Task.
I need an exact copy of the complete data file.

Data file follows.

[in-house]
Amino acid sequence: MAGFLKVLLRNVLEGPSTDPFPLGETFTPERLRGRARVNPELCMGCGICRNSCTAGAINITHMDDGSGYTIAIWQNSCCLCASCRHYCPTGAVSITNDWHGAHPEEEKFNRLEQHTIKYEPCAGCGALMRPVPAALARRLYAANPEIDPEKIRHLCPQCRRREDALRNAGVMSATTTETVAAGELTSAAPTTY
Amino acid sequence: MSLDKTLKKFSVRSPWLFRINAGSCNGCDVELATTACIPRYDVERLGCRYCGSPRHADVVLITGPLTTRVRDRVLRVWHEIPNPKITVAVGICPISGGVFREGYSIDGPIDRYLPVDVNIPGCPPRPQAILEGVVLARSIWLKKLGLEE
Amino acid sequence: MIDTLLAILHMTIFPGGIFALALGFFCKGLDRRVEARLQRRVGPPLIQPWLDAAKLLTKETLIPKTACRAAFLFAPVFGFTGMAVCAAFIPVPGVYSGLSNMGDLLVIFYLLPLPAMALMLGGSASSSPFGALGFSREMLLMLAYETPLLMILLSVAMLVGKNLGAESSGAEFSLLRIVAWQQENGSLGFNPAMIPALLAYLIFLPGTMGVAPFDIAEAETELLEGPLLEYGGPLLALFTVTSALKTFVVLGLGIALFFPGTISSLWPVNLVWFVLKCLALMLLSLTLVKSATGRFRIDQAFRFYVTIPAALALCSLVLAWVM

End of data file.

[in-house]
Amino acid sequence: MAGFLKVLLRNVLEGPSTDPFPLGETFTPERLRGRARVNPELCMGCGICRNSCTAGAINITHMDDGSGYTIAIWQNSCCLCASCRHYCPTGAVSITNDWHGAHPEEEKFNRLEQHTIKYEPCAGCGALMRPVPAALARRLYAANPEIDPEKIRHLCPQCRRREDALRNAGVMSATTTETVAAGELTSAAPTTY
Amino acid sequence: MSLDKTLKKFSVRSPWLFRINAGSCNGCDVELATTACIPRYDVERLGCRYCGSPRHADVVLITGPLTTRVRDRVLRVWHEIPNPKITVAVGICPISGGVFREGYSIDGPIDRYLPVDVNIPGCPPRPQAILEGVVLARSIWLKKLGLEE
Amino acid sequence: MIDTLLAILHMTIFPGGIFALALGFFCKGLDRRVEARLQRRVGPPLIQPWLDAAKLLTKETLIPKTACRAAFLFAPVFGFTGMAVCAAFIPVPGVYSGLSNMGDLLVIFYLLPLPAMALMLGGSASSSPFGALGFSREMLLMLAYETPLLMILLSVAMLVGKNLGAESSGAEFSLLRIVAWQQENGSLGFNPAMIPALLAYLIFLPGTMGVAPFDIAEAETELLEGPLLEYGGPLLALFTVTSALKTFVVLGLGIALFFPGTISSLWPVNLVWFVLKCLALMLLSLTLVKSATGRFRIDQAFRFYVTIPAALALCSLVLAWVM